The State Senate is scrambling to try to help school districts after yet more problems for schools trying to give students the Minnesota Comprehensive Assessment.
The statewide student testing system used to administer the MCA’s test has failed repeatedly throughout this spring’s testing season. First there were technological problems administering the test, then testing was halted for a suspected hacking attempt.
With under one month remaining in the 2015 Legislative Session, the work at the Capitol is focused on responsibly balancing the state’s budget. This task is made easier by the $1.86 billion surplus resulting from increased economic activity in Minnesota.
Minnesota continues to be a national leader in economic recovery following the recent recession. Thanks to responsible budgeting, we now have the opportunity to make wise investments that will put more jobs, money and opportunities in the hands of Minnesotans to continue this robust come-back.
With only a week of session left, many of us are asking where the last few months went. This week the E-12 Division met in conference committee several times to lay out the differences between our two bills. On Thursday the Senate also took up the Legacy Bill – which takes three-eighths of one percent of the state sales tax and uses the money to invest in clean water, outdoor heritage, arts and cultural heritage and parks and trails. The bill totals $537 million over the FY16-17 biennium and invests in hundreds of important projects that will protect and enhance important places all across the state.
The Senate recently passed provisions investing in our state’s economic development programs, workforce programs and our natural resources. The bill supports existing programs that help people find jobs, and funds new ideas that help move Minnesota forward.
Here are some highlights:
April 22 marks the 45th anniversary of Earth Day in the United States. The annual event was designed to be a day where we take a step back to look at how our actions affect the earth, and recognize the things we can change to make our planet a better place to live. For many, the day means much more than simply remembering to recycle for a day.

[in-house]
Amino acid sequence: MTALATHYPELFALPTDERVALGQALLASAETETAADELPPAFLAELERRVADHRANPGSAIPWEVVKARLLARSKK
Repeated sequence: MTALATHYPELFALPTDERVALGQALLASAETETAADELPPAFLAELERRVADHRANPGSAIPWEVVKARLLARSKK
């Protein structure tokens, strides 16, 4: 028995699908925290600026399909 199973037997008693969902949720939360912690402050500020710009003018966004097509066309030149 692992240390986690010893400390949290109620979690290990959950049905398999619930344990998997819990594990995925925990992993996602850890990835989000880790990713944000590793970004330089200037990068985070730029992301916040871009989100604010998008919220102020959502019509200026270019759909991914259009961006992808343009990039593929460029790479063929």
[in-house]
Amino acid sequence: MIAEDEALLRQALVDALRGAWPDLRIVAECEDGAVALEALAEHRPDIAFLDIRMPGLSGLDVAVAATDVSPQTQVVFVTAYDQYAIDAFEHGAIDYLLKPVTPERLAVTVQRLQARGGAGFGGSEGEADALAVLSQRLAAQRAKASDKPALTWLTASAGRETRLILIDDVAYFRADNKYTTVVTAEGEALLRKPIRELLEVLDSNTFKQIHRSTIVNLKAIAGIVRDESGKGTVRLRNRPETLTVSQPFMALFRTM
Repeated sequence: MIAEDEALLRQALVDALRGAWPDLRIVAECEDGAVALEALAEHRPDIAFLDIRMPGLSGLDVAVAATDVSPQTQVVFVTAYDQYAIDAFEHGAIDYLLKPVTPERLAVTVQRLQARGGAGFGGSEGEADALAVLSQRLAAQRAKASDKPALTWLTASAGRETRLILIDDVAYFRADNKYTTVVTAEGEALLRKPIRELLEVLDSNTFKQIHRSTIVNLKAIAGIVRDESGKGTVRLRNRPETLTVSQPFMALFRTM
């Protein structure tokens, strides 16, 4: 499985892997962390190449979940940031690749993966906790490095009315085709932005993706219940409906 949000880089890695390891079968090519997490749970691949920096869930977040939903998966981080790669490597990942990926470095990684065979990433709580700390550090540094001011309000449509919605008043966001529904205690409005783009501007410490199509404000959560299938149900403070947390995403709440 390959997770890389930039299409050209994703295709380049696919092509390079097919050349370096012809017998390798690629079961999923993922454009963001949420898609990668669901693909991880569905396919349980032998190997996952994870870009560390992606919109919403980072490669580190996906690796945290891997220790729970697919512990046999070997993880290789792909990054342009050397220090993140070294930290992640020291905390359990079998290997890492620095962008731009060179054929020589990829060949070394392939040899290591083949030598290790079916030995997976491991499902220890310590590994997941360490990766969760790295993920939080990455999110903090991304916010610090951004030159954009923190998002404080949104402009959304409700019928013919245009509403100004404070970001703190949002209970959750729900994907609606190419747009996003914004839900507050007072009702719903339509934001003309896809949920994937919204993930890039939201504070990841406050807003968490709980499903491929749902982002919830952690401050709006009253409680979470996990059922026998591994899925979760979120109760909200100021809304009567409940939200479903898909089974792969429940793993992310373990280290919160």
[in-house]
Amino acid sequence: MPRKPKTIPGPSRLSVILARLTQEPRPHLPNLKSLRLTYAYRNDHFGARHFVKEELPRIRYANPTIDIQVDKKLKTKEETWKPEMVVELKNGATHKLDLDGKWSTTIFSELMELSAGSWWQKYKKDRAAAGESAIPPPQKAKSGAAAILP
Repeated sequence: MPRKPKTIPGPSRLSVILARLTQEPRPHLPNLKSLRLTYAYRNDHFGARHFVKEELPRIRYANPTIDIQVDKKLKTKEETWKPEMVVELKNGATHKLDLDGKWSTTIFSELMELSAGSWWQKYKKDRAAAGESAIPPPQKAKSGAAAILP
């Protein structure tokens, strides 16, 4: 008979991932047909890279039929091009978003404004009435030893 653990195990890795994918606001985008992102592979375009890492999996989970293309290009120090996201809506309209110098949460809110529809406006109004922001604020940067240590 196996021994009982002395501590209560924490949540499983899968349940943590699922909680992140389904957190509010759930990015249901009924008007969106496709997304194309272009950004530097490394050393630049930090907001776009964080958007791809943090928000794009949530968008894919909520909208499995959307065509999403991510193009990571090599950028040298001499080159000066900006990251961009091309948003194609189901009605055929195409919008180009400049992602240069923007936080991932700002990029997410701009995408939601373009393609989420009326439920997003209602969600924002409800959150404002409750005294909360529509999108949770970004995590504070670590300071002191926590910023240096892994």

This session many committees, including the Senate E-12 Budget Division, which I chair, have heard a great deal of testimony about the growing importance of vocational and technical education. We’ve also heard about the need for high schools to continue to offer or expand their technical educational offerings. There are thousands of good-paying jobs in technical fields in many communities across the state. There are several bills working their way through committees that address the need for more skilled workers to fill these jobs.
The advent of computers, smart phones and high-speed internet has allowed us to go places, see things and learn in completely new ways. Technology has also allowed us an interesting view into the world of public safety. The 21st century has introduced us to police officers who can wear body cameras, and record incidents as they happen, helping bring truth and transparency to situations that frequently come with only one point of view.
“The more that you read, the more things you will know. The more that you learn, the more places you'll go.” – Dr. Seuss
Since 2003, Minnesota Reading Corps has helped nearly 150,000 struggling Minnesota students learn to read. The Reading Corps is an AmeriCorps program that provides trained literacy tutors for children age three to grade three. The program uses research-based early literacy to help struggling readers.
"The moral test of government is how it treats those who are in the dawn of life, the children; those who are in the twilight of life, the aged; and those in the shadows of life, the sick, the needy and the handicapped.”
– Hubert H. Humphrey
Between now and 2045, the number of Minnesota adults aged 65 or older is expected to skyrocket. By 2030, more than 1 in 5 Minnesotans will be considered older adults, according to data from Minnesota Compass and the Wilder Foundation. This means caring for those in the twilight of life will get exponentially more expensive for the state in the years to come.